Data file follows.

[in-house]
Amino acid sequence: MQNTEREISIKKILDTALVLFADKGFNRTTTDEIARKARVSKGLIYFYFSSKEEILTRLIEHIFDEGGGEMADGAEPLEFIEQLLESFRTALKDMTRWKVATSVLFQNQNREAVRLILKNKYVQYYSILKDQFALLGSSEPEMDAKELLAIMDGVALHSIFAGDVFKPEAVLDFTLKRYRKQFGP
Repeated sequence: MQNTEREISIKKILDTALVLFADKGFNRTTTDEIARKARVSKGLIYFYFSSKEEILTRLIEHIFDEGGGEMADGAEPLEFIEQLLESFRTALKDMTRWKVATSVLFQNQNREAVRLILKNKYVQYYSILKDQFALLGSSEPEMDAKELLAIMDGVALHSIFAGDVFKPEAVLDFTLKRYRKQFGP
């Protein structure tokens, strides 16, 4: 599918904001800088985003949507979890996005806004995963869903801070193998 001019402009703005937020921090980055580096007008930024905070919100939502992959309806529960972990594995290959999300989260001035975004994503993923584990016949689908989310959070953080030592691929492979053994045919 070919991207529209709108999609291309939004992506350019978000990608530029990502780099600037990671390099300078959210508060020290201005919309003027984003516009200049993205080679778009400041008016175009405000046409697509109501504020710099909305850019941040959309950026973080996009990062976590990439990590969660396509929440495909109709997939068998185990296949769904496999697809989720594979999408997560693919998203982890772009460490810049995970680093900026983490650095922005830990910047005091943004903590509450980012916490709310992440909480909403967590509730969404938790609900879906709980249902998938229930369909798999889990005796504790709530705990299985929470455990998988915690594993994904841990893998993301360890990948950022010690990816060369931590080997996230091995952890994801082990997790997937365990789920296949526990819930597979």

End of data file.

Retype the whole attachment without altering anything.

[in-house]
Amino acid sequence: MQNTEREISIKKILDTALVLFADKGFNRTTTDEIARKARVSKGLIYFYFSSKEEILTRLIEHIFDEGGGEMADGAEPLEFIEQLLESFRTALKDMTRWKVATSVLFQNQNREAVRLILKNKYVQYYSILKDQFALLGSSEPEMDAKELLAIMDGVALHSIFAGDVFKPEAVLDFTLKRYRKQFGP
Repeated sequence: MQNTEREISIKKILDTALVLFADKGFNRTTTDEIARKARVSKGLIYFYFSSKEEILTRLIEHIFDEGGGEMADGAEPLEFIEQLLESFRTALKDMTRWKVATSVLFQNQNREAVRLILKNKYVQYYSILKDQFALLGSSEPEMDAKELLAIMDGVALHSIFAGDVFKPEAVLDFTLKRYRKQFGP
């Protein structure tokens, strides 16, 4: 599918904001800088985003949507979890996005806004995963869903801070193998 001019402009703005937020921090980055580096007008930024905070919100939502992959309806529960972990594995290959999300989260001035975004994503993923584990016949689908989310959070953080030592691929492979053994045919 070919991207529209709108999609291309939004992506350019978000990608530029990502780099600037990671390099300078959210508060020290201005919309003027984003516009200049993205080679778009400041008016175009405000046409697509109501504020710099909305850019941040959309950026973080996009990062976590990439990590969660396509929440495909109709997939068998185990296949769904496999697809989720594979999408997560693919998203982890772009460490810049995970680093900026983490650095922005830990910047005091943004903590509450980012916490709310992440909480909403967590509730969404938790609900879906709980249902998938229930369909798999889990005796504790709530705990299985929470455990998988915690594993994904841990893998993301360890990948950022010690990816060369931590080997996230091995952890994801082990997790997937365990789920296949526990819930597979």